Emilia Di Luca
"There is no Rhett Butler," confesses Elizabeth McEachern, comedic actress who declares Gone with the Wind's main man to be no more than a fairytale. At this year's Hamilton Fringe Festival, McEachern continues to distinguish the real from the ideal in her autobiographical solo-show Bless Her Heart.
From writing to acting, this Canadian talent translates her experiences into a performance about a want-to-be-southern-belle caged by mundane country life. When she reflects on her not-so-ideal life, a southern belle appears to guide her. The country girl of Bless Her Heart finds her roots in McEachern: “[The play is] about…wanting my life to be more exciting and wanting to be a movie star and wanting to fall in love…and wanting to see the world….It’s about what I wanted and what has actually become of my life.”
McEachern has become a remarkable talent on stage and screen. Equipped with an education from Humber, to Second City, to even Phillip Gaulier, a prestigious clown school abroad, Elizabeth says her improv experience sharpens her acting. She even admits “…a lot of clown comes out in what [she does].” In fact, the Humber grad still looks to artists like Tracy Erin Smith, founder of SoulOTheatre, for inspiration, especially when it comes to one-woman shows. McEachern is, however, no stranger to the one-person show. Her experience with How Sweet It Is, her first solo performance, informs Bless Her Heart.
McEachern’s first show, How Sweet It Is, combines the personal and the funny. Diabetic since birth, McEachern faces challenges that test her health and her happiness, but she converts challenges into comedy, comedy into performance, and performance into applause. Since How Sweet It Is, McEachern abandons the anxiety attached to playing people from her life and the stress of engaging with the audience for her Fringe show.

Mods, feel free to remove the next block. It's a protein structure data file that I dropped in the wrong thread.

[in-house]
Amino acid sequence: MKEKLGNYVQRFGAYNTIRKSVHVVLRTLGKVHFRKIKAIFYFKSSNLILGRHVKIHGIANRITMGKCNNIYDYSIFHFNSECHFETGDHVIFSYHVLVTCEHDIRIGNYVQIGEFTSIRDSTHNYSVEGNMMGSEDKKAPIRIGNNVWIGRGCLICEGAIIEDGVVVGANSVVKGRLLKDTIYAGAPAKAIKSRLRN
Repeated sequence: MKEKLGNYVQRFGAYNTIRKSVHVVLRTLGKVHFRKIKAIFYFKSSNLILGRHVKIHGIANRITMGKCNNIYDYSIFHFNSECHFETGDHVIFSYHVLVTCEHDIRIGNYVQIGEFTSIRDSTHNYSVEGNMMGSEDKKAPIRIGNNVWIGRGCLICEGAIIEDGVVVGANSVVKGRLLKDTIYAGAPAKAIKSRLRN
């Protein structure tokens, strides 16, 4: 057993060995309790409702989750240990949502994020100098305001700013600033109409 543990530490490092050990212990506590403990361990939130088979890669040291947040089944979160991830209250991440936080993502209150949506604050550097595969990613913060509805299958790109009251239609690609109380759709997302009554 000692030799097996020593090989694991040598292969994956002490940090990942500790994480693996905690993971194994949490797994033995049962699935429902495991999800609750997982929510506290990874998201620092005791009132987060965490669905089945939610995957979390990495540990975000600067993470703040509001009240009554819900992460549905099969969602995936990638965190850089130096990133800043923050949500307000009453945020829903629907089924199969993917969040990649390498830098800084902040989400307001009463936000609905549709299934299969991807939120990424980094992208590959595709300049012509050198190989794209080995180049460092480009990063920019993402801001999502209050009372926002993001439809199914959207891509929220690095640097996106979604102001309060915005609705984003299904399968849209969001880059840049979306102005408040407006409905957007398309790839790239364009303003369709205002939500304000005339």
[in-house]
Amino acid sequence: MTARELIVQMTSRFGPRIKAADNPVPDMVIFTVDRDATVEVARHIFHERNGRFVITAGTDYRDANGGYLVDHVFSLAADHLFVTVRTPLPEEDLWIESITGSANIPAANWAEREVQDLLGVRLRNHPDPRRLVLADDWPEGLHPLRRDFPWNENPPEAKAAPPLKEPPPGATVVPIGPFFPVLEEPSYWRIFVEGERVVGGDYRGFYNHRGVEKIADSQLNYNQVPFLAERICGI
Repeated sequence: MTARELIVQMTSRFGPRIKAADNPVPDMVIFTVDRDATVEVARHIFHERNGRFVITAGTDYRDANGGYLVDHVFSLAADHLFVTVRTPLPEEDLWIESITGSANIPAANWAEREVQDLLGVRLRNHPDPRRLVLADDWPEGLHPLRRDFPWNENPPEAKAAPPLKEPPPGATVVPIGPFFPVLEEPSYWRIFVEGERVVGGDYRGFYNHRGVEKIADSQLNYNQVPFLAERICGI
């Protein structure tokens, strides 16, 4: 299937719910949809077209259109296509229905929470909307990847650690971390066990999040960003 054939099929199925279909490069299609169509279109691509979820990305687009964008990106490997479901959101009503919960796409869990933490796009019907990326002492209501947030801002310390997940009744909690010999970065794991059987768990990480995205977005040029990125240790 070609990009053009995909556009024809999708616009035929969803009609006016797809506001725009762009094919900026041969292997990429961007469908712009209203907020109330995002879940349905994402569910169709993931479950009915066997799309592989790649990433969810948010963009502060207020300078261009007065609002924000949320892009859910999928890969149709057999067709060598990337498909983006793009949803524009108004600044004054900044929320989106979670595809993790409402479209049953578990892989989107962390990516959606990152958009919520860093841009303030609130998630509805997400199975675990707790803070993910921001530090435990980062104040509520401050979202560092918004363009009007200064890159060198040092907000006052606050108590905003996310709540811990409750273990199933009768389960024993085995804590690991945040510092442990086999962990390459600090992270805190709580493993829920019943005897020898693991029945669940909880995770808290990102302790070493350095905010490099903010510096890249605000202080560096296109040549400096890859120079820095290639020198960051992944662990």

In Bless Her Heart, the comedian must “…[reveal herself] on stage without completely breaking down.” As McEachern clarifies, “[it] can’t be therapy, but it’s got to be revealing.” The trick to balancing her heavy material: humour.
Known for her deadpan, McEachern explains the source of her comedy is “finding the ridiculous.” ”The humour with me,” she says, “is that sometimes I just take things so seriously that it is too serious.” Before she made a career out of comedy, McEachern went for the serious roles.
"I was never the ingénue—ever. I wanted to be the ingénue, but…it just never happened. I was always funny."
Just because McEachern is funny, doesn’t mean her work lacks seriousness.How Sweet It Is, for example, deals with diabetes affecting her eye sight, andBless Her Heart touches on several issues affecting women particularly.
In Bless Her Heart, Elizabeth dreams of becoming a beautiful movie star, opposite her Rhett Butler: ”In Gone with the Wind, they describe Scarlett as not conventionally beautiful. I’m not conventionally beautiful. [I wanted] to be a movie star, but how do you become a movie star when you’re not conventionally beautiful? [It’s about] accepting that I’m funny, instead of being the ingénue.”
At Hamilton Fringe, McEachern proves she doesn’t need ingénue status or a Rhett Butler to be successful. She needs the courage to be vulnerable and a killer sense of humour.
Bless Her Heart runs at Hamilton Theatre Inc. on select dates from Thursday, July 17th to Sunday July 27th. For more information and tickets, visit: http://hamiltonfringe.ca/shows/bless-her-heart/